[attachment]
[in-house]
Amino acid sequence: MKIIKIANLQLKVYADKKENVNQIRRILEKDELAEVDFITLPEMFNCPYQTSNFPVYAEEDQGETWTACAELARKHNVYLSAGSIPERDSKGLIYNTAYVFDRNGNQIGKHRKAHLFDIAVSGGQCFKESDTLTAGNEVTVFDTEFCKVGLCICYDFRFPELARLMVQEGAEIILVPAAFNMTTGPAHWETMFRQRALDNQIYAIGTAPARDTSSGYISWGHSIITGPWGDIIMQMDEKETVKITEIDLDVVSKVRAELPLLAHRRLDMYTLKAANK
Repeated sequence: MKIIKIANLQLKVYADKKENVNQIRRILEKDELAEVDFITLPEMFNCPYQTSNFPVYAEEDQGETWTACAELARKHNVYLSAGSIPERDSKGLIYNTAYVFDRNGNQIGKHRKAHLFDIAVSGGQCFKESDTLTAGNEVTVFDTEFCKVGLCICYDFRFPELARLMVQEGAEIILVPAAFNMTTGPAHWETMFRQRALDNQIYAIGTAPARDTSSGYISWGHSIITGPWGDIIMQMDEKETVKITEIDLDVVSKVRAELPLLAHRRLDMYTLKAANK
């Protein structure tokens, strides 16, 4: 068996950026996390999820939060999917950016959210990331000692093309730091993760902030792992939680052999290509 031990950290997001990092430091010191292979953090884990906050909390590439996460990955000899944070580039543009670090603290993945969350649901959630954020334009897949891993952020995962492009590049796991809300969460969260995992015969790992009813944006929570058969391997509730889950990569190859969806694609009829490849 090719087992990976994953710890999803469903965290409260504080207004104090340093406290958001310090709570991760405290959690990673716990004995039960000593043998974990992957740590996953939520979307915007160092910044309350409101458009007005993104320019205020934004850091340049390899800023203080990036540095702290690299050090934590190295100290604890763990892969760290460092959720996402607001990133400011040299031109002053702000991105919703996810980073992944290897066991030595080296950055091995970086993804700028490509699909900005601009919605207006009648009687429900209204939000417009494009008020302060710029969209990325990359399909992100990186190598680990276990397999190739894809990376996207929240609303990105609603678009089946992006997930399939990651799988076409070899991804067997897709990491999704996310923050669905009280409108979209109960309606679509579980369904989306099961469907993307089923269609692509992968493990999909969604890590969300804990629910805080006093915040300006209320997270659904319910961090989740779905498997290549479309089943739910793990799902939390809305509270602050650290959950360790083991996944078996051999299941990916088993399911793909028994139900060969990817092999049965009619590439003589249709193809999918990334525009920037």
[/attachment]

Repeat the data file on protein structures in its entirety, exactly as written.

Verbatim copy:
[in-house]
Amino acid sequence: MKIIKIANLQLKVYADKKENVNQIRRILEKDELAEVDFITLPEMFNCPYQTSNFPVYAEEDQGETWTACAELARKHNVYLSAGSIPERDSKGLIYNTAYVFDRNGNQIGKHRKAHLFDIAVSGGQCFKESDTLTAGNEVTVFDTEFCKVGLCICYDFRFPELARLMVQEGAEIILVPAAFNMTTGPAHWETMFRQRALDNQIYAIGTAPARDTSSGYISWGHSIITGPWGDIIMQMDEKETVKITEIDLDVVSKVRAELPLLAHRRLDMYTLKAANK
Repeated sequence: MKIIKIANLQLKVYADKKENVNQIRRILEKDELAEVDFITLPEMFNCPYQTSNFPVYAEEDQGETWTACAELARKHNVYLSAGSIPERDSKGLIYNTAYVFDRNGNQIGKHRKAHLFDIAVSGGQCFKESDTLTAGNEVTVFDTEFCKVGLCICYDFRFPELARLMVQEGAEIILVPAAFNMTTGPAHWETMFRQRALDNQIYAIGTAPARDTSSGYISWGHSIITGPWGDIIMQMDEKETVKITEIDLDVVSKVRAELPLLAHRRLDMYTLKAANK
């Protein structure tokens, strides 16, 4: 068996950026996390999820939060999917950016959210990331000692093309730091993760902030792992939680052999290509 031990950290997001990092430091010191292979953090884990906050909390590439996460990955000899944070580039543009670090603290993945969350649901959630954020334009897949891993952020995962492009590049796991809300969460969260995992015969790992009813944006929570058969391997509730889950990569190859969806694609009829490849 090719087992990976994953710890999803469903965290409260504080207004104090340093406290958001310090709570991760405290959690990673716990004995039960000593043998974990992957740590996953939520979307915007160092910044309350409101458009007005993104320019205020934004850091340049390899800023203080990036540095702290690299050090934590190295100290604890763990892969760290460092959720996402607001990133400011040299031109002053702000991105919703996810980073992944290897066991030595080296950055091995970086993804700028490509699909900005601009919605207006009648009687429900209204939000417009494009008020302060710029969209990325990359399909992100990186190598680990276990397999190739894809990376996207929240609303990105609603678009089946992006997930399939990651799988076409070899991804067997897709990491999704996310923050669905009280409108979209109960309606679509579980369904989306099961469907993307089923269609692509992968493990999909969604890590969300804990629910805080006093915040300006209320997270659904319910961090989740779905498997290549479309089943739910793990799902939390809305509270602050650290959950360790083991996944078996051999299941990916088993399911793909028994139900060969990817092999049965009619590439003589249709193809999918990334525009920037």